One day a child approached me and asked for us to snuggle on the rock because he was cold. I noticed how Lindsay moments before was singing to him and how that seemed to comfort him. I’ve been trying to learn more songs that I can pull out during times like these, or when children have to wait in transitions and/or to help distract. I asked him what songs he loves right now, he said, “Nothing!” in a very angry way. I asked him what was his favourite song a few days ago, he told me he didn’t like them anymore. I didn’t feel like singing the two children songs I have memorized that I usually sing. I have been carrying around a songbook in the backpack that each day I mean to pull out in these sorts of moments, but of course, when I need it it’s out of reach. I decided to just sing. I started swaying and humming with him on my lap. I looked around me and I saw trees, houses, birds and the hill that some children call a mountain with Government House at the peak. I sang about what lived on top of a mountain and how there used to be trees all around with many animals and then people chopped the trees down and put houses there. As I sang about there only being a few trees left, as well as not as many animals on the mountain anymore, the child told me to add in that the trees started to grow and the animals came back. I sang how a boy noticed all the trees and animals missing and started to plant more trees; “He watched the trees grow and grow and felt his heart grow and grow.” The child then whispered and repeated this verse. He started singing it over and over very softy. “The trees grow and grow. His heart grow and grow.” We swayed together. Then he sang me “Twinkle Twinkle Little Star.” And then I remembered one of his favourite songs, I wonder if he did too.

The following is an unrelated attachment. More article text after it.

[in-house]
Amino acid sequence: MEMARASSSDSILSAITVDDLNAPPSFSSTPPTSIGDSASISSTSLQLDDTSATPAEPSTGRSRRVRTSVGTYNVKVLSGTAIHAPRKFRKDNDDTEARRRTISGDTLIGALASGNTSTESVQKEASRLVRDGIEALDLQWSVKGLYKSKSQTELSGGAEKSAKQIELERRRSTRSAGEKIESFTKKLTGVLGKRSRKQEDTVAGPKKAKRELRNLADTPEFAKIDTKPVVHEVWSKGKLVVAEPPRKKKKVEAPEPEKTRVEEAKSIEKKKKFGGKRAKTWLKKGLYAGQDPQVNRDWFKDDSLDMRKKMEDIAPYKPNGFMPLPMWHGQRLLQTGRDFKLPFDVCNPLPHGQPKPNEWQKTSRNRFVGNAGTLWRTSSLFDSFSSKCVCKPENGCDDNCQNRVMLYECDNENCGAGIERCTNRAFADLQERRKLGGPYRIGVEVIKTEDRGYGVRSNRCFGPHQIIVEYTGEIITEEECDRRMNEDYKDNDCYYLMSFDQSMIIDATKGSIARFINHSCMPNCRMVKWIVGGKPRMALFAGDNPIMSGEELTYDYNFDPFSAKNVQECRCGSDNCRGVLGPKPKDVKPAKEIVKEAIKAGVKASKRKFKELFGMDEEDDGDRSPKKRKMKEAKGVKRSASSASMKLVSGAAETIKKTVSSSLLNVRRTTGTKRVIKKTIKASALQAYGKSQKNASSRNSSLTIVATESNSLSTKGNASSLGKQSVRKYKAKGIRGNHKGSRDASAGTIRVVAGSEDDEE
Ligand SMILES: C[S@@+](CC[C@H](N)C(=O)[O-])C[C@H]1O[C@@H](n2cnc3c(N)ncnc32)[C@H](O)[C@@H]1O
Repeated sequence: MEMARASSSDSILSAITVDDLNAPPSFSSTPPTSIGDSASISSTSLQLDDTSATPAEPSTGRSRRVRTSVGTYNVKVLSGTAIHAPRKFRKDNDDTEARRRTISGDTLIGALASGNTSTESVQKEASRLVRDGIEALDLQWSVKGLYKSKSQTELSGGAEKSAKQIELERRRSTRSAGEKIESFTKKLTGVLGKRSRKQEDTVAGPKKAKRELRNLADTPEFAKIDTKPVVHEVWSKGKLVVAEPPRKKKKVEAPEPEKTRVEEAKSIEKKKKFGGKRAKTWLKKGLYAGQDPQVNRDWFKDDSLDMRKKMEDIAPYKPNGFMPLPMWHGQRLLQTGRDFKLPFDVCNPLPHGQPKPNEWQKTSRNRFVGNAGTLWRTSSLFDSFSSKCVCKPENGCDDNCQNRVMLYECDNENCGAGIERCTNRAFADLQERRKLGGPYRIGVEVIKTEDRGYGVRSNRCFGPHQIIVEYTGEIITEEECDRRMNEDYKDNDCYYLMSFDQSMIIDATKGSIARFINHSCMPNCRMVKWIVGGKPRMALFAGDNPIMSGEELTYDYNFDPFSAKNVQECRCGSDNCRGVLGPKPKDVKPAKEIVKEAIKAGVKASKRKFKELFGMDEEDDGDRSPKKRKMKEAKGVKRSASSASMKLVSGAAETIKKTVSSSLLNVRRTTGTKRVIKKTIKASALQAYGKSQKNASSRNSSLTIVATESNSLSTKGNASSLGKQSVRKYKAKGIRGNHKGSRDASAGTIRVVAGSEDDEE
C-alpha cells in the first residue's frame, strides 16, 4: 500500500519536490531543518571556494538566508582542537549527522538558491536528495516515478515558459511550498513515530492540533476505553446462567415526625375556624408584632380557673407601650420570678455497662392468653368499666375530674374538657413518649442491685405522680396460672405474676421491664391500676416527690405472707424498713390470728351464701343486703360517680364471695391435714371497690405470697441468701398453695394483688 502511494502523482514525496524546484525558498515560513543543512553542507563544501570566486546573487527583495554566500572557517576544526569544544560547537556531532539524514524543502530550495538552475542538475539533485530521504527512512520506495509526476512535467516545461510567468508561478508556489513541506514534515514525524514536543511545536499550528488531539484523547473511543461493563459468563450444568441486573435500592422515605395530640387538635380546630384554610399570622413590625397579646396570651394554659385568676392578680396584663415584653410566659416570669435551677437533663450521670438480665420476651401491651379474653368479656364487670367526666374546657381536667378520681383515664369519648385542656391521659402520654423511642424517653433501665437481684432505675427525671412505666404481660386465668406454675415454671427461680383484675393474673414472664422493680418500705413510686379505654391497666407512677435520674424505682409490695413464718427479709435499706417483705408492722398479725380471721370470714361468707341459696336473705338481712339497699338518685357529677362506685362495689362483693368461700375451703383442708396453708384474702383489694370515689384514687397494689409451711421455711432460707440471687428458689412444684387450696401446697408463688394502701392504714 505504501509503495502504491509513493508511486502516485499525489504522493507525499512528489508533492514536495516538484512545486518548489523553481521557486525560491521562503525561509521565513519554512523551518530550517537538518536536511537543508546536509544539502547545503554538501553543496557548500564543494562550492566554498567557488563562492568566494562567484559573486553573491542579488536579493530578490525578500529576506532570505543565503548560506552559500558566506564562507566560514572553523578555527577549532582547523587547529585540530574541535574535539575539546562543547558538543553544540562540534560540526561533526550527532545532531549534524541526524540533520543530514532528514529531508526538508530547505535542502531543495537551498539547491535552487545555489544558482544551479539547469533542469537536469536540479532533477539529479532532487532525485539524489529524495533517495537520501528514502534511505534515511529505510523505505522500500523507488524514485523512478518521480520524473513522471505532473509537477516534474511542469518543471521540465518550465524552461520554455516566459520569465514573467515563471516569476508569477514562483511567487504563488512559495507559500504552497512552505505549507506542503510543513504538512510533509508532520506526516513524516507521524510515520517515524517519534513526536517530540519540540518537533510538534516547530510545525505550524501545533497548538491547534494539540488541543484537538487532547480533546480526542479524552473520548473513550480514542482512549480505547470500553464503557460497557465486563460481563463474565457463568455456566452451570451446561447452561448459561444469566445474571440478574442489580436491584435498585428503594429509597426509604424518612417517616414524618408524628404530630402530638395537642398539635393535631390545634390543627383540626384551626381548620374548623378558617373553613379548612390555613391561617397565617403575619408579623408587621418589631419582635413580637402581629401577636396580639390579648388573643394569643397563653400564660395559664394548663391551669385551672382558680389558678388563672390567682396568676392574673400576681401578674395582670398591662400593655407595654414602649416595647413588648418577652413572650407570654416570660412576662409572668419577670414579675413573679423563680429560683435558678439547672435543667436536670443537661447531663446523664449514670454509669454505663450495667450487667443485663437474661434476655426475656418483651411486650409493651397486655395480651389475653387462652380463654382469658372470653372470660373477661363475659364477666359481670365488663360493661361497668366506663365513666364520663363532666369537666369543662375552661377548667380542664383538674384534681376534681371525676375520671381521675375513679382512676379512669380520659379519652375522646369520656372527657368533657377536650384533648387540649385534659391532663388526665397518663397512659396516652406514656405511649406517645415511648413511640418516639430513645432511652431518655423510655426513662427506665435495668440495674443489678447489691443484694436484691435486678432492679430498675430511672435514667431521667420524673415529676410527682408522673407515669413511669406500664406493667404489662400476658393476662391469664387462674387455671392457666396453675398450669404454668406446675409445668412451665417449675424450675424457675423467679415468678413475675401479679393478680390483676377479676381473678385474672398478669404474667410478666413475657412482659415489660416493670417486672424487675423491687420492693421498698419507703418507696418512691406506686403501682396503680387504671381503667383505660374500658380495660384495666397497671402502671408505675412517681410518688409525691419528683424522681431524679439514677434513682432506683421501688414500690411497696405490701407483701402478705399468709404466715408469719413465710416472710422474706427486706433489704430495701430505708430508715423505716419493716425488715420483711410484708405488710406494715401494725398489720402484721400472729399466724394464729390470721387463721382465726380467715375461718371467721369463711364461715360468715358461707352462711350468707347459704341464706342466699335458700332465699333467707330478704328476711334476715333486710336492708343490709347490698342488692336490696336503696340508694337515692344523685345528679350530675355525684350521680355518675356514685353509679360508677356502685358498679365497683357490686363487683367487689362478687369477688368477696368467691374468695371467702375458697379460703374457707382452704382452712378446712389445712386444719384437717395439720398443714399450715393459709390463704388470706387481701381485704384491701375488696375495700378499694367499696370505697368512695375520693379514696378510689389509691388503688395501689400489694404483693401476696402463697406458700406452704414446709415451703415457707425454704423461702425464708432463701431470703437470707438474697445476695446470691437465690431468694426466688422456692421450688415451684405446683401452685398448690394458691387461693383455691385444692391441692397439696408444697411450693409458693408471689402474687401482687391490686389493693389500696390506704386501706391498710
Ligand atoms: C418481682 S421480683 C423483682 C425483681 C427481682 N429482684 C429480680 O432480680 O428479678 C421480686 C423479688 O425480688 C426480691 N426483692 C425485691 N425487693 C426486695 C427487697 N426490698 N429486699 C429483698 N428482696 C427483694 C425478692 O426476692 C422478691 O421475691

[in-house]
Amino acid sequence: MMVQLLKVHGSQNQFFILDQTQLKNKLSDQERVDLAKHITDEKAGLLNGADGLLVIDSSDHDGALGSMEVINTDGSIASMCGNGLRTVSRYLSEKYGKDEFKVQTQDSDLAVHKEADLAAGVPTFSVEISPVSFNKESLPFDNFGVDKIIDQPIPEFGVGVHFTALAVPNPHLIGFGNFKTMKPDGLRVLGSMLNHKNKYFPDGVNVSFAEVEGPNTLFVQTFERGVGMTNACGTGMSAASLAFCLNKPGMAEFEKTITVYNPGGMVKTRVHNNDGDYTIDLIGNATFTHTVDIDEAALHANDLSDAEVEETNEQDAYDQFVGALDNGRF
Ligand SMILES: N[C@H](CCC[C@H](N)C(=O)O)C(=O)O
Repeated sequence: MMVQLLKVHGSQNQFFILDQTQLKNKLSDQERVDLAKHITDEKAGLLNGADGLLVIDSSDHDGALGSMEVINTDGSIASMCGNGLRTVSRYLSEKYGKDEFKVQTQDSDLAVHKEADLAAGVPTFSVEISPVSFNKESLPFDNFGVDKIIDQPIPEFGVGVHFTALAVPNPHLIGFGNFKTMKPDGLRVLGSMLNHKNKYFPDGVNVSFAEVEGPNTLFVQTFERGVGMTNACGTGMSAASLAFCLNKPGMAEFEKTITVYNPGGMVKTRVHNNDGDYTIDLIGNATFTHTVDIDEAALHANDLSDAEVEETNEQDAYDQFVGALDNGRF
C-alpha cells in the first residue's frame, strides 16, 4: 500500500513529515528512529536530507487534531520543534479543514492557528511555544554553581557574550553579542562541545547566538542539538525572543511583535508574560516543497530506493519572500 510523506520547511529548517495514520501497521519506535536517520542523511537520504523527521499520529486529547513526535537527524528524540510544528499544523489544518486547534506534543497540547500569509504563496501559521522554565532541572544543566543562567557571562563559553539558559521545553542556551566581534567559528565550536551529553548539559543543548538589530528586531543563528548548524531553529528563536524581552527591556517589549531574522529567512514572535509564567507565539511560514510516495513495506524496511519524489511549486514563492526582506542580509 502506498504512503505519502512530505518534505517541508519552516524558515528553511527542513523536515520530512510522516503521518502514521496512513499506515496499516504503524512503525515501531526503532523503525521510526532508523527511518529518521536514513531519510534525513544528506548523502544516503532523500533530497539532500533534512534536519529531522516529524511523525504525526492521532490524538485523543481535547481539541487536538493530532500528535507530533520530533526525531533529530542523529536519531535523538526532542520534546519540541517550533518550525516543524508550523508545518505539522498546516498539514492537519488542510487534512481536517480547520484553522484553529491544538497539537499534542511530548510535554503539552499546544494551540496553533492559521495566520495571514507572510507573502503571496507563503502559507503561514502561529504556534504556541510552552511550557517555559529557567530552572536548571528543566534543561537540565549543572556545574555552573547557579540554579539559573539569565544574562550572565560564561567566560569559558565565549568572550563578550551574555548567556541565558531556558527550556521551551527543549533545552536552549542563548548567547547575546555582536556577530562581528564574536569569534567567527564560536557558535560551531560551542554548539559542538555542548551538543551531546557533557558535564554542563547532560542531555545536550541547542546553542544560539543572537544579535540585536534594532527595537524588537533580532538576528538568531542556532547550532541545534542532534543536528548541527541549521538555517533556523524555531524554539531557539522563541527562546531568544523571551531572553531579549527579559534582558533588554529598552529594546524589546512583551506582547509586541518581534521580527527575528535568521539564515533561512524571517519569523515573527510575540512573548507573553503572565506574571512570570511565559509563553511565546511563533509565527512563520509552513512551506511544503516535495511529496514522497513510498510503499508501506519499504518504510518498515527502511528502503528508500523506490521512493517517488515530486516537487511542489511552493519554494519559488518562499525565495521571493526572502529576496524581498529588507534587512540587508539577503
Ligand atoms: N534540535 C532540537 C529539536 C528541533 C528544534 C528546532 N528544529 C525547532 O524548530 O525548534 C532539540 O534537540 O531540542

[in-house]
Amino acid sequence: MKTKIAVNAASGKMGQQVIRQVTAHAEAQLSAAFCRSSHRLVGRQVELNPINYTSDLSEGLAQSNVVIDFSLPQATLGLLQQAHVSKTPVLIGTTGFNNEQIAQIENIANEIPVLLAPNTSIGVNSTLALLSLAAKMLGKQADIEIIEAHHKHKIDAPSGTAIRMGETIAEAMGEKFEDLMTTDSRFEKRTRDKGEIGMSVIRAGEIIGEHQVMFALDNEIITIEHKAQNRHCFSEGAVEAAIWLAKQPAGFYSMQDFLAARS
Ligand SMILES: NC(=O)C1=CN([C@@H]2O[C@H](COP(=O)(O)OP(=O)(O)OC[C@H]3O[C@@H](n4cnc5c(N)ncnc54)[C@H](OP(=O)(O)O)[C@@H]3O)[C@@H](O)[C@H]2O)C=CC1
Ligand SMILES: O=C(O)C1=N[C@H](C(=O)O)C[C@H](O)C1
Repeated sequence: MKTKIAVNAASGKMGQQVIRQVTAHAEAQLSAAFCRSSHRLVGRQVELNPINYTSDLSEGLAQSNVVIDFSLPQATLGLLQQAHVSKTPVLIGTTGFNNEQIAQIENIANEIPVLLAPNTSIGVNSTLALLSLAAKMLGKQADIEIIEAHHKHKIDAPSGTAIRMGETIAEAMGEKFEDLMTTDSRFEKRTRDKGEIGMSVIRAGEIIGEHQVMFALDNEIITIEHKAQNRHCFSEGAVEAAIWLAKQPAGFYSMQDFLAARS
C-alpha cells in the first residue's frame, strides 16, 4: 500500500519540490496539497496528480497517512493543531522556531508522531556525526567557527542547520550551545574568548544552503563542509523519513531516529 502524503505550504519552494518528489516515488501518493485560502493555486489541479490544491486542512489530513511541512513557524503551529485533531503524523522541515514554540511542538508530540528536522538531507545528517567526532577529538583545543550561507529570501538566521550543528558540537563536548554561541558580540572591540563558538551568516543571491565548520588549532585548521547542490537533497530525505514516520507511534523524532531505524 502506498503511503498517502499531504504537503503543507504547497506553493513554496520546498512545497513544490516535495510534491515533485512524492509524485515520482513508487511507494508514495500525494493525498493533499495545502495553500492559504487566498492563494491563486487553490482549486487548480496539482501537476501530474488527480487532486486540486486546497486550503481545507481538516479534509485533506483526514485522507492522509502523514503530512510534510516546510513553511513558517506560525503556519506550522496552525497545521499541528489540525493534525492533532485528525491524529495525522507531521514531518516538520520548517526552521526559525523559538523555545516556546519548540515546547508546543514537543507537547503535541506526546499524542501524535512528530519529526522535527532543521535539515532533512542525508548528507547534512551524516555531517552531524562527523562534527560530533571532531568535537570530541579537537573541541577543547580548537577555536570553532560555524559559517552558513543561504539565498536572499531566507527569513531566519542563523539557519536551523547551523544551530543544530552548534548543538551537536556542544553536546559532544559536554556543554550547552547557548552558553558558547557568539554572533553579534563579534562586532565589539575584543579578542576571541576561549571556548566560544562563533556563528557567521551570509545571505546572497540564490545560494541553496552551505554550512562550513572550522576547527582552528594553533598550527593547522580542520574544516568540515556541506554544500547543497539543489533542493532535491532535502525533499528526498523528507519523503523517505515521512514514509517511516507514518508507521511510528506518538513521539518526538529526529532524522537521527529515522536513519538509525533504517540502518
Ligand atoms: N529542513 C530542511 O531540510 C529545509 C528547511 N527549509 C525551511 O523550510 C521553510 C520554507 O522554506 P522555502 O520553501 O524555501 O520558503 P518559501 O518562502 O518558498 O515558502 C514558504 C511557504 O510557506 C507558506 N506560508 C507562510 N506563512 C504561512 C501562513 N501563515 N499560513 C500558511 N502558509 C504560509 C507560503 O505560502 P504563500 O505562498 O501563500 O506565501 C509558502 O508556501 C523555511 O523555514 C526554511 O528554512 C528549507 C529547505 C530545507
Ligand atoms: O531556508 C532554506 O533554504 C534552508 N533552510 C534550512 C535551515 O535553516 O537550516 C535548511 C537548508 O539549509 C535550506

I wonder when children are saying they are cold if they are trying to tell us something else? Here this child was in full snow gear, I couldn’t imagine how he could be cold. I wonder why when asking this child questions about his favourite things he can get upset? Am I putting pressure on him that is uncomfortable? I worry about putting pressure on children to be a certain way. I put pressure on myself to be a certain way, I have this voice in my head that says, “You are an educator you have to do things that educators do, like sing classic silly songs, play silly games and just be a silly educator like you see in the movies!” But is it realistic to put these expectations on ourselves, or on children? To be a certain way all the time because of societal expectations and norms. We are all such complex and layered beings, how can I respect the whole individual child, and how can I represent the whole individual educator? These are questions I think about often within my practice.